“We see problems related to fungal infections becoming more widespread in late summer months,” said Kenneth B. Rehm, D.P.M., Diplomate of the ABMSP. “And the problems are not limited to patients with diabetes or ongoing podiatric ailments."
New York, NY (PRWEB) September 19, 2017
The American Board of Multiple Specialties in Podiatry (ABMSP) has issued a rallying cry to Americans to watch for the discomforts and hidden dangers of foot fungus, particularly in the warm months of late summer. From young athletes to senior citizens, everyone is at risk for developing fungal infections on the feet or toenails, the Board says. Patients with underlying health concerns, especially diabetes-related foot wounds, are especially at risk. But vigilant inspection of the skin of the feet and regular consultation with an ABMSP-certified podiatrist can help prevent fungal infections from colonizing your feet.
September is a particularly opportune time to ramp up your defenses against foot and toenail fungus. Throughout the summer, warm-weather footwear like sandals and flip flops leave our feet exposed to potentially harmful bacteria. At the same time, rising temperatures and sweaty feet create the perfect environment for fungal infections to develop.
Patients in treatment for diabetic foot wounds are particularly vulnerable, said Kenneth B. Rehm, D.P.M., Diplomate of the ABMSP. “We see problems related to fungal infections becoming more widespread in late summer months,” said Rehm. “And the problems are not limited to patients with diabetes or ongoing podiatric ailments. Fungal infections hit kids, teens, adults, and seniors, and if left untreated they can lead to serious complications. But there are so many steps you can take to avoid these types of infection. Like always in foot health, I tell my patients they must be attentive and motivated to care for their feet.”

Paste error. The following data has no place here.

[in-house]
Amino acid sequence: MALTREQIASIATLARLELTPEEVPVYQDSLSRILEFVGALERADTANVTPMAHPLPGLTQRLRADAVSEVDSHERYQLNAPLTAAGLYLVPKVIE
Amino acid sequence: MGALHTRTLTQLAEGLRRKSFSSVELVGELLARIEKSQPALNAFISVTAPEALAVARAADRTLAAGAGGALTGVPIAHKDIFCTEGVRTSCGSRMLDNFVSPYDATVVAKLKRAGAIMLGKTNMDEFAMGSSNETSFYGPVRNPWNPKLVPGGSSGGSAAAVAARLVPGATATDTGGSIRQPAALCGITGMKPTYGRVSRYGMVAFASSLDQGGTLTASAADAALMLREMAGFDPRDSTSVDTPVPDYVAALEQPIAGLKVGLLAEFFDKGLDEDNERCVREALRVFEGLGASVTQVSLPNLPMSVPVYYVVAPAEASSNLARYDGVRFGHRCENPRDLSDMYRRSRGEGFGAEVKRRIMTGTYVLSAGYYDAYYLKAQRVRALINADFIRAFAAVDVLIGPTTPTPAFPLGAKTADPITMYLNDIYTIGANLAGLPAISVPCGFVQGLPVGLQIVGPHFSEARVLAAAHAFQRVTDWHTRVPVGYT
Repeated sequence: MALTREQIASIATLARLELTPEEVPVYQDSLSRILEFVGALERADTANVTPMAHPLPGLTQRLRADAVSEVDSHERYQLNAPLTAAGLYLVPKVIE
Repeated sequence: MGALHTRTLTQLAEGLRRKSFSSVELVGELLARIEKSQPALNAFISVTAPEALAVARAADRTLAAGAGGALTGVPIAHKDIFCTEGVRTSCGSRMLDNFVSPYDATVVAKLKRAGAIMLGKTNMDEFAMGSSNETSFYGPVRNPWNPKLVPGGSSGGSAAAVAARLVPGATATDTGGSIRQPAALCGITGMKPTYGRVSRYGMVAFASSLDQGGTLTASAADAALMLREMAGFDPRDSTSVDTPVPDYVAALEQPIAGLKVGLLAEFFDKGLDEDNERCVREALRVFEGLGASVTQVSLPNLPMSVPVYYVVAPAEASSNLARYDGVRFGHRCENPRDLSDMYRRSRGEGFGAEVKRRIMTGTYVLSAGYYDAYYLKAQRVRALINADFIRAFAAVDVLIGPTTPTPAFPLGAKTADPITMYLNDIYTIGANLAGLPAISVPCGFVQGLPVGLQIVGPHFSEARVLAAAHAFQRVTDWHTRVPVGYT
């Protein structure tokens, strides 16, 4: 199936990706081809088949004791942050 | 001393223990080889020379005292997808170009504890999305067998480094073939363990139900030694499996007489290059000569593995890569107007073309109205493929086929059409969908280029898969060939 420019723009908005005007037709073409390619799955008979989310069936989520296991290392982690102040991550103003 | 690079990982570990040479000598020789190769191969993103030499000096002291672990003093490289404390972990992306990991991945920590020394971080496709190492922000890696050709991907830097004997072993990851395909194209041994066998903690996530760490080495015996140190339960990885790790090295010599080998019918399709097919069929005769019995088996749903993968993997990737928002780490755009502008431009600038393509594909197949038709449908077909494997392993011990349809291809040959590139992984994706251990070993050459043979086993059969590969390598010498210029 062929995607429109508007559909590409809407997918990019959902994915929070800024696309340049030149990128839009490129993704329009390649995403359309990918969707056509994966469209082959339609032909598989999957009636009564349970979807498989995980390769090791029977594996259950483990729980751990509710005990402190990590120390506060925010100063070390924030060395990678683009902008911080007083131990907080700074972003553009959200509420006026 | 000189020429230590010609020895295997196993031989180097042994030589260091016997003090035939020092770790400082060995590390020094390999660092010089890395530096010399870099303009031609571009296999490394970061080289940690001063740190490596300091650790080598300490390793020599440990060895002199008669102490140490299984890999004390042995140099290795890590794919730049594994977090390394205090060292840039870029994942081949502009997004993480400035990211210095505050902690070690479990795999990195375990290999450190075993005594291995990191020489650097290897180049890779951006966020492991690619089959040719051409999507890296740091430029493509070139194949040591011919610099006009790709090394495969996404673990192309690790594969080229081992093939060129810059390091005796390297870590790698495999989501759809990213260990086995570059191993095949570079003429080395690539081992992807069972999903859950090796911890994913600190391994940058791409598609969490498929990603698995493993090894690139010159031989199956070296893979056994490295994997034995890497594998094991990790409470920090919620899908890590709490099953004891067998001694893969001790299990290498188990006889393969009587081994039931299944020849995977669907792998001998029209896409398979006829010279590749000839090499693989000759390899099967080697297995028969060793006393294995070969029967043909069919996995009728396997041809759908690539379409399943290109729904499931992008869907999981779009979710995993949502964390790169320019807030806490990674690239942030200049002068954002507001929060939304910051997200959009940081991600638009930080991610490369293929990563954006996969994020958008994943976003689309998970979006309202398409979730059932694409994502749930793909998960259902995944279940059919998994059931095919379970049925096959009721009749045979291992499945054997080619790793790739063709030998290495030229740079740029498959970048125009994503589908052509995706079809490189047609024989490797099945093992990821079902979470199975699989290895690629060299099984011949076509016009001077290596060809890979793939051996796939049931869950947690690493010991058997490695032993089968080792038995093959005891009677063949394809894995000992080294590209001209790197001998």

Rehm advises that patients should wash their feet regularly, wear breathable footwear, change socks often, keep toenails short and dry, and never go barefoot in public places. An ABMSP-certified podiatrist, said Rehm, can examine your feet and recommend an antifungal spray or powder, if necessary.
The American Board of Multiple Specialties in Podiatry was originally organized by podiatrists for the purpose of granting board certification to office-based and ambulatory foot surgeons. Incorporated in 1986 as the American Institute of Foot Medicine (AIFM), the name was changed in 1992 to better reflect its mission. The Board now offers certification to qualified podiatrists in all areas of podiatric practice: Primary Care in Podiatric Medicine; Foot and Ankle Surgery, both in a hospital setting and in outpatient facilities; Prevention and Treatment of Diabetic Foot Wounds and Foot Wear; and Limb Preservation and Salvage. The Board’s certification examinations have been approved for reimbursement by The United States Department of Veterans Affairs as an educational benefit for eligible veterans. The American Board of Multiple Specialties in Podiatry is accredited by the American National Standards Institute (ANSI) under the ISO International Standards ANSI/ISO/IEC/17024:2003 for Accreditation for Bodies Operating Certification of Persons. For more information, visit http://www.abmsp.org.